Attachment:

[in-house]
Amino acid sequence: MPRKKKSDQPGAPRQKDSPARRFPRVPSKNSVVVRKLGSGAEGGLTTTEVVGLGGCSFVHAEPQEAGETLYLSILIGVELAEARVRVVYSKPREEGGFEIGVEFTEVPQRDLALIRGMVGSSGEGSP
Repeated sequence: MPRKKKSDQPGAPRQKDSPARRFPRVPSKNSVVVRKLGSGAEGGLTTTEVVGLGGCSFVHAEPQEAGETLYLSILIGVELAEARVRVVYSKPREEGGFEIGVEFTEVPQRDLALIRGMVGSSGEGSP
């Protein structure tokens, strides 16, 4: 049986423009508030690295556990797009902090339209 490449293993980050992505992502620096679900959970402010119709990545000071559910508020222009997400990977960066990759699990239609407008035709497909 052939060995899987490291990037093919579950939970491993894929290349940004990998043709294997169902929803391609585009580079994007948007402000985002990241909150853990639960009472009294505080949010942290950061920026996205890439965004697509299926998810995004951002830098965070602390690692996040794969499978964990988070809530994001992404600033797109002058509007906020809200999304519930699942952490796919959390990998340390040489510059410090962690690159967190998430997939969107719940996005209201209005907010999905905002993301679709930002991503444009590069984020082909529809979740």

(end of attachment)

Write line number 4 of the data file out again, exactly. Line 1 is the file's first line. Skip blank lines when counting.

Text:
């Protein structure tokens, strides 16, 4: 049986423009508030690295556990797009902090339209 490449293993980050992505992502620096679900959970402010119709990545000071559910508020222009997400990977960066990759699990239609407008035709497909 052939060995899987490291990037093919579950939970491993894929290349940004990998043709294997169902929803391609585009580079994007948007402000985002990241909150853990639960009472009294505080949010942290950061920026996205890439965004697509299926998810995004951002830098965070602390690692996040794969499978964990988070809530994001992404600033797109002058509007906020809200999304519930699942952490796919959390990998340390040489510059410090962690690159967190998430997939969107719940996005209201209005907010999905905002993301679709930002991503444009590069984020082909529809979740």